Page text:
The Sherpa Says: Because the system can't handle the data we should throw out the interpreters of the data????.....Listen.....this isn't Cobol you freaking chuckleheads! This is years and years of scinetifically proven medical physiology, biology, and healthcare which doesn't just get replaced with a better model.......We may Augment....but never completely replace....until the evidence tells us what we are doing is incorrect we shall continue with what we have.


Anonymous said...

When I was told yesterday that Nature had a whole series about personal genetic topics, I was excited. Then I started reading the articles and all the articles basicallly were opinion pieces. I hate that garbage. Bring some facts to an argument and let the facts speak for themselves.

"How to get the most from a gene test" What was the author trying to say again? I didn't get anything out of the article. All I noticed was a bunch of PR stuff.

"Personal genomes: The case of the missing heritability" Another boring article. Just a repeat of what we already know. I didn't see any mention about taking into account ones envrionment when looking at genes for height. A person who is deprived of food won't reach their full height potential no matter what set of genes they have.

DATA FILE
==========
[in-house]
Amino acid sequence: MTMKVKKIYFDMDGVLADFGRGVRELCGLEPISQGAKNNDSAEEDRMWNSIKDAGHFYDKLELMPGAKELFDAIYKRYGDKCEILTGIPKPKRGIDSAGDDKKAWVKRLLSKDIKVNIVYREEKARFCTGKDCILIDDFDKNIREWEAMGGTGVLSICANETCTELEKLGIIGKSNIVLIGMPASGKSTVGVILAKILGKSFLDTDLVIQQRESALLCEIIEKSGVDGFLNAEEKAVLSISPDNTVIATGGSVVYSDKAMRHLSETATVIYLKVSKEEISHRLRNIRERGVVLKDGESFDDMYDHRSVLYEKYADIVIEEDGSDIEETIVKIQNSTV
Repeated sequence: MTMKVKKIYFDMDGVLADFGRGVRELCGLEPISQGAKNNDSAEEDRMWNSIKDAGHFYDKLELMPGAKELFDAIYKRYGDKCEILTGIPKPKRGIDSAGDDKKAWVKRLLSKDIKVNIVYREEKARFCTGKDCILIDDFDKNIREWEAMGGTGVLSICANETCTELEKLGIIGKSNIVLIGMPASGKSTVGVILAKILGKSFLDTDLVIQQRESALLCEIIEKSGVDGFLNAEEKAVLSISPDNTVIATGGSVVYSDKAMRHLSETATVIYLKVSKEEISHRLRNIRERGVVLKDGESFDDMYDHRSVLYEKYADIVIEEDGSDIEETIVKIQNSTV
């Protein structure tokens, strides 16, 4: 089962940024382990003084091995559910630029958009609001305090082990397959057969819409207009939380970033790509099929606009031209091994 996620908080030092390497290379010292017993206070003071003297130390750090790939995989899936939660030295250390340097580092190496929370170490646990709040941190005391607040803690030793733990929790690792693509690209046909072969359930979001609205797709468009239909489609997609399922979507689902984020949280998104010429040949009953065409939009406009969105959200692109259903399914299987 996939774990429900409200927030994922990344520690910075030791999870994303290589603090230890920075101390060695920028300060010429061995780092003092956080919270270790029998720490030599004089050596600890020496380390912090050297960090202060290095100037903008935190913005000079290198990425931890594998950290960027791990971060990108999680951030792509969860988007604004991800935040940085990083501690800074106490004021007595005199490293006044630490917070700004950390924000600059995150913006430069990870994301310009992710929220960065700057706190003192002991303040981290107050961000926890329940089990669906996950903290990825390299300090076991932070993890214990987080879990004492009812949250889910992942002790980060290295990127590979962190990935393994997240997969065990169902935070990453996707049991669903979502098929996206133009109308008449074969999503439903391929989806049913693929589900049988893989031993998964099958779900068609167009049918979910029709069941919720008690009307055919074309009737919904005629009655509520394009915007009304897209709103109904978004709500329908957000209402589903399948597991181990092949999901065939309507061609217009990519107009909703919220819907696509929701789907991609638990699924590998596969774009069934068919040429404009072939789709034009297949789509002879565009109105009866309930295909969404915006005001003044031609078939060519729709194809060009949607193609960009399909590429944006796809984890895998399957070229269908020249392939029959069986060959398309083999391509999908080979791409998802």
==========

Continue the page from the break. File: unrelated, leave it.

You already touched on the other stuff.

SciPhu (Nils Reinton) said...

Steve. Reading yout post I am kinda glad these are quotes I have in my post... ;-)

My own conclusions from this Nature Biotechnology editorial is that we definitely need regulation. But, we should move on from the regulation/no-regulation debate and into the which tests should be regulated and to which extent, discussion - Final remarks on my post: "In my opinion, there is an imminent need to define the subgroup of genetic tests that needs to be accompanied by counseling/medical advice. Group those out sensibly, grade them according to counseling (or medical) importance, and you have a solution."

Oh, and I have a question too: Do you honestly believe that "the amount of data relevant to a patient's care and health WILL NOT CHANGE THAT MUCH IN THE NEXT DECADE!!!!!".

If so, what's all the sequencing going on in PGP, 1000 genome project, Singapore, China, ...., about ?

Andrew said...

I don't like PR flack, but I would say that the actual practice of medicine is more about shuffling junk information than about understanding and manipulating human biology and that's the source of people's frustrations.